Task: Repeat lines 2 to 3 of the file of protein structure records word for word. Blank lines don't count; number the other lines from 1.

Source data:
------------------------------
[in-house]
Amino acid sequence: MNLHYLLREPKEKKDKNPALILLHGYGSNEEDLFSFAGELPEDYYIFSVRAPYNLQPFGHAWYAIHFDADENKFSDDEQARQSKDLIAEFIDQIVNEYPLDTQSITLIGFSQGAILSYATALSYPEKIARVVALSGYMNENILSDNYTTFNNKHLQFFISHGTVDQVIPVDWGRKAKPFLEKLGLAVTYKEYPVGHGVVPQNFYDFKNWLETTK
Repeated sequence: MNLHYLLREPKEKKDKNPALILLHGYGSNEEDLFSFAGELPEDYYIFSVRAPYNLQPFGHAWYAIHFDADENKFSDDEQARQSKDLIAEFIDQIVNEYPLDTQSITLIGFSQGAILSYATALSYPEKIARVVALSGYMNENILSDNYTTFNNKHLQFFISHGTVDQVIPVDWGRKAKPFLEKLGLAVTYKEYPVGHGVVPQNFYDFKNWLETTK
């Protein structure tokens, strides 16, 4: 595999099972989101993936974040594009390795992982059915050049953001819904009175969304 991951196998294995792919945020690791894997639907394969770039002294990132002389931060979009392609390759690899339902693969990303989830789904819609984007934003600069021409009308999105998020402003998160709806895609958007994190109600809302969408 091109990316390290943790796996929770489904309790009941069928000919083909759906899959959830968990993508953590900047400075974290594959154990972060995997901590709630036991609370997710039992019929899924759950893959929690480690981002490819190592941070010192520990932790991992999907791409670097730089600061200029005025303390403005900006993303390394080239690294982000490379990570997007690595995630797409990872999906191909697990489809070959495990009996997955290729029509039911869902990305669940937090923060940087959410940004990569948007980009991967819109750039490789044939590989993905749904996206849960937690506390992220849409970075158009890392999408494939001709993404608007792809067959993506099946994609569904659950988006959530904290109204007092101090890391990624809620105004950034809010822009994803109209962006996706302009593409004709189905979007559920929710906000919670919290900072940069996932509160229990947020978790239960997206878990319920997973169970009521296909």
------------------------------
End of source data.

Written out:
Amino acid sequence: MNLHYLLREPKEKKDKNPALILLHGYGSNEEDLFSFAGELPEDYYIFSVRAPYNLQPFGHAWYAIHFDADENKFSDDEQARQSKDLIAEFIDQIVNEYPLDTQSITLIGFSQGAILSYATALSYPEKIARVVALSGYMNENILSDNYTTFNNKHLQFFISHGTVDQVIPVDWGRKAKPFLEKLGLAVTYKEYPVGHGVVPQNFYDFKNWLETTK
Repeated sequence: MNLHYLLREPKEKKDKNPALILLHGYGSNEEDLFSFAGELPEDYYIFSVRAPYNLQPFGHAWYAIHFDADENKFSDDEQARQSKDLIAEFIDQIVNEYPLDTQSITLIGFSQGAILSYATALSYPEKIARVVALSGYMNENILSDNYTTFNNKHLQFFISHGTVDQVIPVDWGRKAKPFLEKLGLAVTYKEYPVGHGVVPQNFYDFKNWLETTK